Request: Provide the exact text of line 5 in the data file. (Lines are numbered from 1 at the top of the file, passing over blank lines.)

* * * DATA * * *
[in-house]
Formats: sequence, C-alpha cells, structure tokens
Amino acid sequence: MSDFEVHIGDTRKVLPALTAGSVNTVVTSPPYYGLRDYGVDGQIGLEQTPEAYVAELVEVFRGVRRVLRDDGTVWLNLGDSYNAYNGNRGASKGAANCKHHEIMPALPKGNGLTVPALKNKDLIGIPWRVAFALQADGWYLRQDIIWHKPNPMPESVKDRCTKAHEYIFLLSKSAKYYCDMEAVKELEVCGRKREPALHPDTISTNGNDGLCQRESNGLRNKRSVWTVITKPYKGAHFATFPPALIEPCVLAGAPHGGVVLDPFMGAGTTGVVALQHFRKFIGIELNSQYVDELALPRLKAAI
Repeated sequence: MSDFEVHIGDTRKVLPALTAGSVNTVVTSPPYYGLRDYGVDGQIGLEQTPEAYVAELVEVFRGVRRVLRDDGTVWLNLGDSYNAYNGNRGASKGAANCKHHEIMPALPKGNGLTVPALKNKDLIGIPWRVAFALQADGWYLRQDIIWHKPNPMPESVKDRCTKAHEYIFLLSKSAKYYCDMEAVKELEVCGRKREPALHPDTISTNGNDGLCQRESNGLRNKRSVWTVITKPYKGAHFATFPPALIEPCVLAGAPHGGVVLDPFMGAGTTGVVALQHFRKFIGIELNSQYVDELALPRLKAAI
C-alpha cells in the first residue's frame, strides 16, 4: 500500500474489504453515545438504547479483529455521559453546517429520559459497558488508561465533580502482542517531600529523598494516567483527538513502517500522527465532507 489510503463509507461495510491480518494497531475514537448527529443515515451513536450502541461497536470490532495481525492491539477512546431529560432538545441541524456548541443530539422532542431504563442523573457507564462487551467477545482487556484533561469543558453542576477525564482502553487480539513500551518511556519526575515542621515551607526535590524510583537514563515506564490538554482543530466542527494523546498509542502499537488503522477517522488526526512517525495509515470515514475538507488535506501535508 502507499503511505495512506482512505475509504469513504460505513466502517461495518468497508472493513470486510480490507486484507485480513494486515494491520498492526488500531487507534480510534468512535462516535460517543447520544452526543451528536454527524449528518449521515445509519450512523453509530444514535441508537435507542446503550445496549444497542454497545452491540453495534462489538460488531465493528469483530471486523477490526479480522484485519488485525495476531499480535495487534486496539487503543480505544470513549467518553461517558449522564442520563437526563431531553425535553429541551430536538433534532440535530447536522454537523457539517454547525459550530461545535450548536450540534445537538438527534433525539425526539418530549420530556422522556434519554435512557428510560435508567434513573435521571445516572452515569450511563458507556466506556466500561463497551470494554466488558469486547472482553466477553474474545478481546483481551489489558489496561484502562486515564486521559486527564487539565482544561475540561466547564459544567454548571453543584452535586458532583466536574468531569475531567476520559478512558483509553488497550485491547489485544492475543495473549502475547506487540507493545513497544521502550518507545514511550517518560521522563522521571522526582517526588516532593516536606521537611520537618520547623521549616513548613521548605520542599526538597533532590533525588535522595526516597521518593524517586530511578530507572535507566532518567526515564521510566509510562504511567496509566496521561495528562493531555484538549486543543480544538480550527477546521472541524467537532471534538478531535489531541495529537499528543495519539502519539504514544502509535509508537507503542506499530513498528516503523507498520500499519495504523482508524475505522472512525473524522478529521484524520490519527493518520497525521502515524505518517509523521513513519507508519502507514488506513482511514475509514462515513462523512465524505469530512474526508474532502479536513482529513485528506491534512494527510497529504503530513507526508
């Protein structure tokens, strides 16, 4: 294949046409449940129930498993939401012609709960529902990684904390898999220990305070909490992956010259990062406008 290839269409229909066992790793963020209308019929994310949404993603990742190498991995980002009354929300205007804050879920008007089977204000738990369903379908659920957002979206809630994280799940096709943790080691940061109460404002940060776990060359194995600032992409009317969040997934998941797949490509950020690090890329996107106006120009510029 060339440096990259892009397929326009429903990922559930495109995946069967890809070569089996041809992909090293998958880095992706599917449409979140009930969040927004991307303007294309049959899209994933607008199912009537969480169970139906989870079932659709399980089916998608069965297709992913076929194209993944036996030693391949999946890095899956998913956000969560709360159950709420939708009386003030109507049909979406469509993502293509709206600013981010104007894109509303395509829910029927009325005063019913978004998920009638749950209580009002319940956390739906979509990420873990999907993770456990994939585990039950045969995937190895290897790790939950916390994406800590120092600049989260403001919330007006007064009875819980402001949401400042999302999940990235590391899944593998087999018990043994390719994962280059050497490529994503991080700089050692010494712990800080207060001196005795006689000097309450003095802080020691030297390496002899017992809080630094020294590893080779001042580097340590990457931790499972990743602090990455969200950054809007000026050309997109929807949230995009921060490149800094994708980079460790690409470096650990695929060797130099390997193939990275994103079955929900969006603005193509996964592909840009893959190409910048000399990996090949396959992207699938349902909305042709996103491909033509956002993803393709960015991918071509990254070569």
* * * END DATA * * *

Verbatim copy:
C-alpha cells in the first residue's frame, strides 16, 4: 500500500474489504453515545438504547479483529455521559453546517429520559459497558488508561465533580502482542517531600529523598494516567483527538513502517500522527465532507 489510503463509507461495510491480518494497531475514537448527529443515515451513536450502541461497536470490532495481525492491539477512546431529560432538545441541524456548541443530539422532542431504563442523573457507564462487551467477545482487556484533561469543558453542576477525564482502553487480539513500551518511556519526575515542621515551607526535590524510583537514563515506564490538554482543530466542527494523546498509542502499537488503522477517522488526526512517525495509515470515514475538507488535506501535508 502507499503511505495512506482512505475509504469513504460505513466502517461495518468497508472493513470486510480490507486484507485480513494486515494491520498492526488500531487507534480510534468512535462516535460517543447520544452526543451528536454527524449528518449521515445509519450512523453509530444514535441508537435507542446503550445496549444497542454497545452491540453495534462489538460488531465493528469483530471486523477490526479480522484485519488485525495476531499480535495487534486496539487503543480505544470513549467518553461517558449522564442520563437526563431531553425535553429541551430536538433534532440535530447536522454537523457539517454547525459550530461545535450548536450540534445537538438527534433525539425526539418530549420530556422522556434519554435512557428510560435508567434513573435521571445516572452515569450511563458507556466506556466500561463497551470494554466488558469486547472482553466477553474474545478481546483481551489489558489496561484502562486515564486521559486527564487539565482544561475540561466547564459544567454548571453543584452535586458532583466536574468531569475531567476520559478512558483509553488497550485491547489485544492475543495473549502475547506487540507493545513497544521502550518507545514511550517518560521522563522521571522526582517526588516532593516536606521537611520537618520547623521549616513548613521548605520542599526538597533532590533525588535522595526516597521518593524517586530511578530507572535507566532518567526515564521510566509510562504511567496509566496521561495528562493531555484538549486543543480544538480550527477546521472541524467537532471534538478531535489531541495529537499528543495519539502519539504514544502509535509508537507503542506499530513498528516503523507498520500499519495504523482508524475505522472512525473524522478529521484524520490519527493518520497525521502515524505518517509523521513513519507508519502507514488506513482511514475509514462515513462523512465524505469530512474526508474532502479536513482529513485528506491534512494527510497529504503530513507526508